I left Big Swamp reluctantly, making a silent promise.  I will return.  It is no longer unfamiliar territory.

Until next time,

As always,

a dawn bird

Love, Broome

In a coastal town deep in the south west, the surf was pounding at my feet below while I enjoyed a leisurely breakfast of buttered toast and Vegemite.  A movement caught my eye and I glanced up.

She is seated near by, almost within arm’s reach.  The skin on her face moves like a concertina accordion in motion.  She is playing the music of smiles between strangers.  Hesitant, unsure.  We hold each other gaze a moment longer, and the moment sets her face aglow.  Her smile comes from a place where she keeps good memories.  Encouraged she says, with utter delight, “You’re a Vegemite kid!”  We both laugh at the incongruity of this observation.

We start talking and she tells me she is from Broome.  “I’ve just returned from there!” I respond, the comment invigorates a new friendship.  “I lived there from the war years until 1954”.  An only daughter among several sons, she lived free among the mangroves.  “Of course, there were snakes, but no crocodiles”, she tells me in a hushed voice of caution.  “There was only Chinatown.  Now …” her voice fades wistfully.

I tell her about Crab Creek where I watched birds live in harmony and the red earth bleed into the sea, my attempts at photographing the lesser sand plover at Cable Beach, the pindan cliffs of Roebuck Bay at dawn, the Shinju Matsuri Festival where art finds a home on shore.  Our smiles find a resting place here too.  Soon, her elderly husband helps her up on her crutches.  She limps to the door way, stops and turns around to look one last time.  Nostalgia is reflected in her eyes as blue as the sea she frolicked in, and as warm as the sun above it.  She is not looking at me, but at her beloved Broome.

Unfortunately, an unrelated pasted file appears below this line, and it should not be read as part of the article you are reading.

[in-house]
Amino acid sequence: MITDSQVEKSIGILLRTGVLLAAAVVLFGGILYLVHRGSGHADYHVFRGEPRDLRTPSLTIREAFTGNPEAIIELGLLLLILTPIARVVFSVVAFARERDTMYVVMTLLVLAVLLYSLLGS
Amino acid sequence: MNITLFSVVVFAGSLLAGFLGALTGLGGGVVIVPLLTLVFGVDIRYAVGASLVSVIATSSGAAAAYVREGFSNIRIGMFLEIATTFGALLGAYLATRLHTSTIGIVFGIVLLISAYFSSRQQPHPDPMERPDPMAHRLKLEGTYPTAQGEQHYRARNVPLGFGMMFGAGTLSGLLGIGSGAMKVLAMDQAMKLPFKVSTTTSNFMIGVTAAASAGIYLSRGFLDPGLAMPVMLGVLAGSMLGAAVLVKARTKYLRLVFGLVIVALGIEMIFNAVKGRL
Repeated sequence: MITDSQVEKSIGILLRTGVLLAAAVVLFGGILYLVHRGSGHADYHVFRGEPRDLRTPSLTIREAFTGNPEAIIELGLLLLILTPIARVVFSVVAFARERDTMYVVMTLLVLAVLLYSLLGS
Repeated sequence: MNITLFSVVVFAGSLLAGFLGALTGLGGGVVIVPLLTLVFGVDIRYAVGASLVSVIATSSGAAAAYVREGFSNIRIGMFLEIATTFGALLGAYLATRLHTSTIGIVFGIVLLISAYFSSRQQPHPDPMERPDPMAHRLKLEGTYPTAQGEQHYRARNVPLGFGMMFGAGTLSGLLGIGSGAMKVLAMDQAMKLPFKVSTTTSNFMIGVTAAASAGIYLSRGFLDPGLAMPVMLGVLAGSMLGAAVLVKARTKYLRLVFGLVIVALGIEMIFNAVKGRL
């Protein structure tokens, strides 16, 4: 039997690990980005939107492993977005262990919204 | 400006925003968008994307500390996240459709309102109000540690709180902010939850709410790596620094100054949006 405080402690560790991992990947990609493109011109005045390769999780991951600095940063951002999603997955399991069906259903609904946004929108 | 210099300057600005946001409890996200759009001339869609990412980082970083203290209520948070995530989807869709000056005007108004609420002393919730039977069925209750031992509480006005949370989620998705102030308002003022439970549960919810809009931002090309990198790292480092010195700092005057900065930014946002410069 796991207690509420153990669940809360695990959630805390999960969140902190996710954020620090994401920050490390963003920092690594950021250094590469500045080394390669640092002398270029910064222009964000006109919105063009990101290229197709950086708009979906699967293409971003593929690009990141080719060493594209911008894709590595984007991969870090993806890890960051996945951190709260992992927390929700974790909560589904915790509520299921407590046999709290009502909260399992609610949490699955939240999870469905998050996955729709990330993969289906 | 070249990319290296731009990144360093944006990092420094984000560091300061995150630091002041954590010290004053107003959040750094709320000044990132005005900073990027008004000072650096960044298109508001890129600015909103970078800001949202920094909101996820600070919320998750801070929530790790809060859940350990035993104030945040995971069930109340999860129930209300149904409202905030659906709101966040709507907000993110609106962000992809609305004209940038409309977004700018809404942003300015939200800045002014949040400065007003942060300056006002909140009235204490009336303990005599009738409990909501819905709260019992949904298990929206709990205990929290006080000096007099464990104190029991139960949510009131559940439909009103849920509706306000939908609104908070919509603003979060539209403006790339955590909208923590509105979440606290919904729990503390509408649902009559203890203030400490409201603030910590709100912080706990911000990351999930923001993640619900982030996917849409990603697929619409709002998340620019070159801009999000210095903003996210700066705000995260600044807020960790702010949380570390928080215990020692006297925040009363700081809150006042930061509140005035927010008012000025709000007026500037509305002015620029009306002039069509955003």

Little did she know, so was I.

Until next time,

As always,

a dawn bird

“Deep in their roots, all flowers keep the light.” Theodore Roethke

It’s a beautiful Sunday.  Spring has arrived late.  Overwhelmed by the demands and deadlines I have to meet, I impulsively dressed and escaped by driving 70 kms to visit Araluen Botanic Gardens.  I went to see the tulips.  They bloom beautifully, all 100,000 or so in spring.  But, I was two weeks too late.

The gardens are undulating.  The eye candy helped me stop and catch my breath.  Among thousands of flowers, the ones that caught my eye were the ones that shone in the light.  The light, it seemed, came from within.

What comes from within is important.  It is nurtured there by self, and adjusted by others, throughout one’s lifespan.  Nature and nurture.  If the combination is right.  If the influences are right.  You get an optimum result.

Every so often I come across people where this calibration has gone wrong.  When it does, it is quite tragic.  What doesn’t shine, shows.  It is visible to all except self.  And, therein lies the tragedy.

May you find the right light to guide you today.

Until next time,

As always

a dawn bird

@ dawn


“If life had a second edition, how would I correct the proofs”, so said John Clare.

For me, every day is a second edition.

We are always given a chance to ‘correct’, modify, clarify, consolidate, reflect, edit, amend, add.  For me, this process starts at dawn.

Reflection can be uncomfortable for some but, over time, it can become a place of sanctuary.  A place of renewal. When we practice this consciously, mindfully, we enrich our life and of those who cross our path.

May you find a few minutes of renewal in your sanctuary, today.

Until next time,

As always,

a dawn bird

Stella Maris (sea star)


For those who look, there is guidance in stars.  Travellers on land and sailors on sea scan the skies to find their bearings.  Some look to stars of media, from whom they model their behaviour.  There are stars in cyber space (Instagram, Pinterest, come to mind).  There are stars within family systems, as bright, or brighter, that guide future generations, than those found in astronomy.  Then, there are stars that guide others, who seek them, in astrology.

For some, Our Lady, Star of the Sea, is a prayer.  A symbol of guidance, of hope, of safety, of protection.

So to find a sea star at my feet, alive, at Cable Beach, Broome, was fortuitous.  Yes, I believe there is guidance in stars.